The teen years are perhaps some of the most awkward and troubling
times in a person’s life. It is a time when the youth feel oppressed by
the adults and feel as though they are not understood by anyone. Though
these feelings continue on throughout adulthood, they are never so
strong and so pronounced as they are during the teen years. That is why,
if you have a teenager, you might find that communicating with them is
proving to be quite a difficult matter.
Teenagers may be vague in
their responses, they might not want to talk to you at all, or they
might get angry or irritated if you ask anything at all. At this stage,
many teenagers are certain that you will not understand anything that is
important to them, that you could never know what they are going
through, and that any advice you give will be nothing but authoritative
and not at all in their best interests. Many teenagers feel a sense of
alienation from their parents because their lives are so different from
their parents and you might feel this chasm grow between you two.
the most important thing to do is to try and communicate no matter
what. Keep those lines of communication open because chances are, your
teenager does want to talk to you, does want to be understood, but just
does not know how to come forth or does not think it possible at all.
There are perceptions already in place on both sides. Your teen will
assume that you will not understand and they will already have a
position that you will take all picked out.
For example, if your
teenager is interested in a boy or girl or in having physical
relationships or in doing drugs or trying out partying with alcohol or
various other rebellious experiments, they will already be sure that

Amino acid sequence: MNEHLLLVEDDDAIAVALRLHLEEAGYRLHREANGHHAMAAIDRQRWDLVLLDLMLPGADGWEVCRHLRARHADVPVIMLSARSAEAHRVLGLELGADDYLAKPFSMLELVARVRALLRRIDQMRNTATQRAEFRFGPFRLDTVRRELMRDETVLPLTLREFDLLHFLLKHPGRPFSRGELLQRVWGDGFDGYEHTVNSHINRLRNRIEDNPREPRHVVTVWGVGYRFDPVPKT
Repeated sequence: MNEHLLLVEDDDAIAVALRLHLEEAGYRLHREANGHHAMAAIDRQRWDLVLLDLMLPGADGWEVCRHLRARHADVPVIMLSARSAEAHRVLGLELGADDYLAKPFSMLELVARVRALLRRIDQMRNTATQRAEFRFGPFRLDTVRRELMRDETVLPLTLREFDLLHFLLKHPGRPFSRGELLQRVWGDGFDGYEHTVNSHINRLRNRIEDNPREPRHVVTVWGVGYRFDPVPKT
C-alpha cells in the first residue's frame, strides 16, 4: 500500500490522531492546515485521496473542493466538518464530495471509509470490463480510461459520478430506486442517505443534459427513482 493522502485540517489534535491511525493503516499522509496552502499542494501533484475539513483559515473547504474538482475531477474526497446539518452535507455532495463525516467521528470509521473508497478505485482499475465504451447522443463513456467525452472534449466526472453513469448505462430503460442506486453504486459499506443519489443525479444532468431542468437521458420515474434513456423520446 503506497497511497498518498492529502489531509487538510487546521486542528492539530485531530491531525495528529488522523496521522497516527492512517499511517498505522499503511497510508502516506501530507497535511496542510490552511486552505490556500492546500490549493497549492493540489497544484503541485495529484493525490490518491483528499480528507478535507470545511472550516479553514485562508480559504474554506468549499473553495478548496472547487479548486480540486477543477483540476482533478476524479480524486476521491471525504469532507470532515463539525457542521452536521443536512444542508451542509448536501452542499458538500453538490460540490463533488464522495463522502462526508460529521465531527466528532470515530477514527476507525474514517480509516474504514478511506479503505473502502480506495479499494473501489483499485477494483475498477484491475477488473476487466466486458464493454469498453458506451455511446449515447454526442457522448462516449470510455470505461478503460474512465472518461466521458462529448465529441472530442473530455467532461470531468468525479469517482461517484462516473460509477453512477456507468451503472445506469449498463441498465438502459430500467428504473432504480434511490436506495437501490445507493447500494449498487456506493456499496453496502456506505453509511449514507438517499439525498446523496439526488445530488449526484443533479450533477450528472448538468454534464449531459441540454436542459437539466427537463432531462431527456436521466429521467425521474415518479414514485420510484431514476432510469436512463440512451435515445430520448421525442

your position will be against it and that you will do nothing but
dissuade or forbid them. With that knowledge intact, they will not go to
you about this at all and they will most likely try and hide it from
you at all costs. Now this is very counterproductive because you will
never get to talk to them about these important matters. Even if your
position is exactly as they would assume, it does not mean that they do
not need someone to talk to about it. That is why it is important to
keep those lines open. That might mean you could casually mention that
they could talk to you about anything they want to.
teenager finally chooses to open up about sensitive things, how you
handle it the first time will really set the stage for all other times
they ever decide to open up to you. Even if you feel shock and alarm and
fear at what they say, you have to try to remain nonjudgmental and you
need to make sure that you listen to them and hear them out. Do not
immediately forbid them or lecture, but instead allow them to be heard.
Nothing makes someone feel more respected than being heard and your teen
will feel as though you are making an effort to understand. Once they
notice you are making an effort, even if you do not agree, they will at
least see that an effort was made to hear them out and they might come
to talk to you about more things in the future.